Ella Eastin, Bethany Galat DQ’d in 400 IM Final


It looked as though Leah Smith and Ella Eastin were set to compete in Budapest for the United States in the 400 IM after they finished 1-2, Smith at 4:33.86 and Eastin at 4:36.96.

It was announced shortly after, however, that Eastin had been disqualified for “swimming more than a quarter of the race in the style of backstroke.” We’ve heard that many times at this meet so far, and it’s been called the ‘Lochte Rule’ after Ryan Lochte did his kickouts for non-freestyle on his back, only to have FINA later rule that as illegal. Stanford’s Abrahm Devine was also called for this DQ this morning, after it looked like he had a spot in the 400 IM A final tonight.

It’s heartbreaking for Eastin, who finally beat her 2013 lifetime best of 4:38.97, and by over two seconds. This would’ve also been her first chance to compete for the USA at a long course World Championships.

Right after Eastin’s DQ announcement, it was announced that 8th place finisher Bethany Galat had also been called for the same reason. Boos could be heard from the crowd after both women were DQ’d.

With that, Elizabeth Beisel moves up to 2nd place with her 4:38.55, pretty much securing her spot on the 2017 Worlds team. That means Beisel has qualified for her sixth-straight World Championships.

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This is ridiculous! The replay clearly showed Eastin pushing off after the 350 turn and IMMEDIATELY making the turn towards her stomach.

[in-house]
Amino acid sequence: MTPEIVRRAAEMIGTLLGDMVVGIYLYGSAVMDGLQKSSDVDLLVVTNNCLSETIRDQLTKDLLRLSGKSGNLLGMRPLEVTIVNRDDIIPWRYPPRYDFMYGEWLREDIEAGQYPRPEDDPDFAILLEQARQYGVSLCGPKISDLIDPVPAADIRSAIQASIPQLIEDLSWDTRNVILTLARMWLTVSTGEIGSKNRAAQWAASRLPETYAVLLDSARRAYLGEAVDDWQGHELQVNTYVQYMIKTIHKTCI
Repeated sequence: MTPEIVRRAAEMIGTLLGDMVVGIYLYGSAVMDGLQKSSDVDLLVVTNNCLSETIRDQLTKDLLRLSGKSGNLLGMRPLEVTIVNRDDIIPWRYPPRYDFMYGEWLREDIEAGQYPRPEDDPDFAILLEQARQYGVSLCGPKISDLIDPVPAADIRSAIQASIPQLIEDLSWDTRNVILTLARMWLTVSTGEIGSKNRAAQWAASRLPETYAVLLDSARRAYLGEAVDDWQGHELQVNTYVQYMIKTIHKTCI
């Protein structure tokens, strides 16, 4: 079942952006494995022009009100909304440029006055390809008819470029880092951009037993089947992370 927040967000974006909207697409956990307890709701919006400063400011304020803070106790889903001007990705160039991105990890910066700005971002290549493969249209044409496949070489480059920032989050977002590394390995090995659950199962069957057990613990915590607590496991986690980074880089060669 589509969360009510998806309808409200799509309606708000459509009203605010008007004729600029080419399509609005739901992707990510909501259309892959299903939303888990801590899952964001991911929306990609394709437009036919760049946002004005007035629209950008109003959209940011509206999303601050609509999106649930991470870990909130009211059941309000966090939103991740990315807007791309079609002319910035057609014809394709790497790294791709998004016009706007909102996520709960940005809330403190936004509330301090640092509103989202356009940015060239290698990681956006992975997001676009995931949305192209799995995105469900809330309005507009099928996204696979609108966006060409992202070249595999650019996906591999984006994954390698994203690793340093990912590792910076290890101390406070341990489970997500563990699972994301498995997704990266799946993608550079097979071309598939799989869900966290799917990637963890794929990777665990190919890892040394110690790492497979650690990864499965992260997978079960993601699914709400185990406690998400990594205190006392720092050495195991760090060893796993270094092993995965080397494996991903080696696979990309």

IMs for days

One kick on the back is all that was needed


I wouldn’t call it immediate, you really need to be on your side when your feet leave the wall


This will surely be overturned


I hope you are right!


She did her best 200 meter fly and 400 meter I’m time, she has a good chance of getting second in the 200 meter I’m behind M Margalis as long as she avoids the same mistake.

ct swim fan

I doubt it’s gonna get overturned as they do a video replay to confirm the violation when an infraction is called.


WTF. That’s messed up. These guys and gals are world class swimmers. They aren’t making those silly mistakes even if the rule is stupid. When it becomes that consistent, something is wrong with the officiating.

About Karl Ortegon

Karl Ortegon

Karl Ortegon studied sociology at Wesleyan University in Middletown, CT, graduating in May of 2018. He began swimming on a club team in first grade and swam four years for Wesleyan.

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